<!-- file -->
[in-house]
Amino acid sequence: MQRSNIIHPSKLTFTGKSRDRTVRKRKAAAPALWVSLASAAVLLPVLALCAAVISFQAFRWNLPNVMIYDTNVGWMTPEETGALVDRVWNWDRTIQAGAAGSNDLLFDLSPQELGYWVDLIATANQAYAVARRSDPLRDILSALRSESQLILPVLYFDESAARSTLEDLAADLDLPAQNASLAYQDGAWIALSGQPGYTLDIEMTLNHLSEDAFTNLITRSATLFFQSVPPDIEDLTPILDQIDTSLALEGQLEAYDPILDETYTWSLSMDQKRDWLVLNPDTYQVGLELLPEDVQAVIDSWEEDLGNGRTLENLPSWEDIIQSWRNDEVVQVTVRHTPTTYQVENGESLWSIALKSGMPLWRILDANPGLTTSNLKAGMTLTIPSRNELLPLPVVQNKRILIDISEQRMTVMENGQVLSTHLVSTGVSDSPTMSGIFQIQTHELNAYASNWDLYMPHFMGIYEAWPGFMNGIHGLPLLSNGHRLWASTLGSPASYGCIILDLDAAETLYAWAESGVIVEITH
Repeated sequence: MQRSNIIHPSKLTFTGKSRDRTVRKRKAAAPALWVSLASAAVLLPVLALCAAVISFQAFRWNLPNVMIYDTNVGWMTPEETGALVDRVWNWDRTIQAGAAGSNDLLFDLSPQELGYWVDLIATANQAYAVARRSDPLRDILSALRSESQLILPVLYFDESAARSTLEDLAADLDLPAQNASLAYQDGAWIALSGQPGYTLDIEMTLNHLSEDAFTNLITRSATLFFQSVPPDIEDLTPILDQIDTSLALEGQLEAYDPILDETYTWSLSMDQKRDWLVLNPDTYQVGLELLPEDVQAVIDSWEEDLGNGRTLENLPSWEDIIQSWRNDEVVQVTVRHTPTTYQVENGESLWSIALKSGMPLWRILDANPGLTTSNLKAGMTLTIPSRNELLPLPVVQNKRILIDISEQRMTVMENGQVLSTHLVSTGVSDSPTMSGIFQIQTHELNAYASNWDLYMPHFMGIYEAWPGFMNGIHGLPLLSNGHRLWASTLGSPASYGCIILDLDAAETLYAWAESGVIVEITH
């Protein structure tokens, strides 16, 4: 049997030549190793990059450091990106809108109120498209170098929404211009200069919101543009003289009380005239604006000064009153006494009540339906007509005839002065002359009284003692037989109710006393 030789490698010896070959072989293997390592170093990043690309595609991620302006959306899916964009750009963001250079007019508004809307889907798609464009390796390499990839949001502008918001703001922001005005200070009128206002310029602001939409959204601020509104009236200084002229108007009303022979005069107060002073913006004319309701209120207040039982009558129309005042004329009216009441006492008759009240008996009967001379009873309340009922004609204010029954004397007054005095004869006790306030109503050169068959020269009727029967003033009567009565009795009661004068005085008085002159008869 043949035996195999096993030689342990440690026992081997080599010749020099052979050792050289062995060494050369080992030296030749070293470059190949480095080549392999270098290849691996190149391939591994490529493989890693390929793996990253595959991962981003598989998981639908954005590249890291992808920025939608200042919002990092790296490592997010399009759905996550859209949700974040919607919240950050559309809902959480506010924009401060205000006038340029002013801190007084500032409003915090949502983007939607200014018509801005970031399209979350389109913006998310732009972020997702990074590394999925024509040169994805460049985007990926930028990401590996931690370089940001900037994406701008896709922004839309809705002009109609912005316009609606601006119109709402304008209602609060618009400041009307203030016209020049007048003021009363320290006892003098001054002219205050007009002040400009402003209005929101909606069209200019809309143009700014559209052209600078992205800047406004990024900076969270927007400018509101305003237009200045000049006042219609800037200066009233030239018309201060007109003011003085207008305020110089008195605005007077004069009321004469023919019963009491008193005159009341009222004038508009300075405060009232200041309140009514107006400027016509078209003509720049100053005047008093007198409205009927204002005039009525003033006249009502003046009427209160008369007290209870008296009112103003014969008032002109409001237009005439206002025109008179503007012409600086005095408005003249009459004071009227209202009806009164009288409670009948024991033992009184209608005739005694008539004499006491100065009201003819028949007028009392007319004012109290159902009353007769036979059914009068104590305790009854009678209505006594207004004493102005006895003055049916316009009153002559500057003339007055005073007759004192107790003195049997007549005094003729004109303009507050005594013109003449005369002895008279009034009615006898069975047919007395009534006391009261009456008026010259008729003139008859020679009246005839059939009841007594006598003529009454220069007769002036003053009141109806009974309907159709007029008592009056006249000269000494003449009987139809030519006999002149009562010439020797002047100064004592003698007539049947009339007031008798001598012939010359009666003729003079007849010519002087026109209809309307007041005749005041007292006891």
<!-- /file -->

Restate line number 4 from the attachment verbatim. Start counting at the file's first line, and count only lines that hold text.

């Protein structure tokens, strides 16, 4: 049997030549190793990059450091990106809108109120498209170098929404211009200069919101543009003289009380005239604006000064009153006494009540339906007509005839002065002359009284003692037989109710006393 030789490698010896070959072989293997390592170093990043690309595609991620302006959306899916964009750009963001250079007019508004809307889907798609464009390796390499990839949001502008918001703001922001005005200070009128206002310029602001939409959204601020509104009236200084002229108007009303022979005069107060002073913006004319309701209120207040039982009558129309005042004329009216009441006492008759009240008996009967001379009873309340009922004609204010029954004397007054005095004869006790306030109503050169068959020269009727029967003033009567009565009795009661004068005085008085002159008869 043949035996195999096993030689342990440690026992081997080599010749020099052979050792050289062995060494050369080992030296030749070293470059190949480095080549392999270098290849691996190149391939591994490529493989890693390929793996990253595959991962981003598989998981639908954005590249890291992808920025939608200042919002990092790296490592997010399009759905996550859209949700974040919607919240950050559309809902959480506010924009401060205000006038340029002013801190007084500032409003915090949502983007939607200014018509801005970031399209979350389109913006998310732009972020997702990074590394999925024509040169994805460049985007990926930028990401590996931690370089940001900037994406701008896709922004839309809705002009109609912005316009609606601006119109709402304008209602609060618009400041009307203030016209020049007048003021009363320290006892003098001054002219205050007009002040400009402003209005929101909606069209200019809309143009700014559209052209600078992205800047406004990024900076969270927007400018509101305003237009200045000049006042219609800037200066009233030239018309201060007109003011003085207008305020110089008195605005007077004069009321004469023919019963009491008193005159009341009222004038508009300075405060009232200041309140009514107006400027016509078209003509720049100053005047008093007198409205009927204002005039009525003033006249009502003046009427209160008369007290209870008296009112103003014969008032002109409001237009005439206002025109008179503007012409600086005095408005003249009459004071009227209202009806009164009288409670009948024991033992009184209608005739005694008539004499006491100065009201003819028949007028009392007319004012109290159902009353007769036979059914009068104590305790009854009678209505006594207004004493102005006895003055049916316009009153002559500057003339007055005073007759004192107790003195049997007549005094003729004109303009507050005594013109003449005369002895008279009034009615006898069975047919007395009534006391009261009456008026010259008729003139008859020679009246005839059939009841007594006598003529009454220069007769002036003053009141109806009974309907159709007029008592009056006249000269000494003449009987139809030519006999002149009562010439020797002047100064004592003698007539049947009339007031008798001598012939010359009666003729003079007849010519002087026109209809309307007041005749005041007292006891």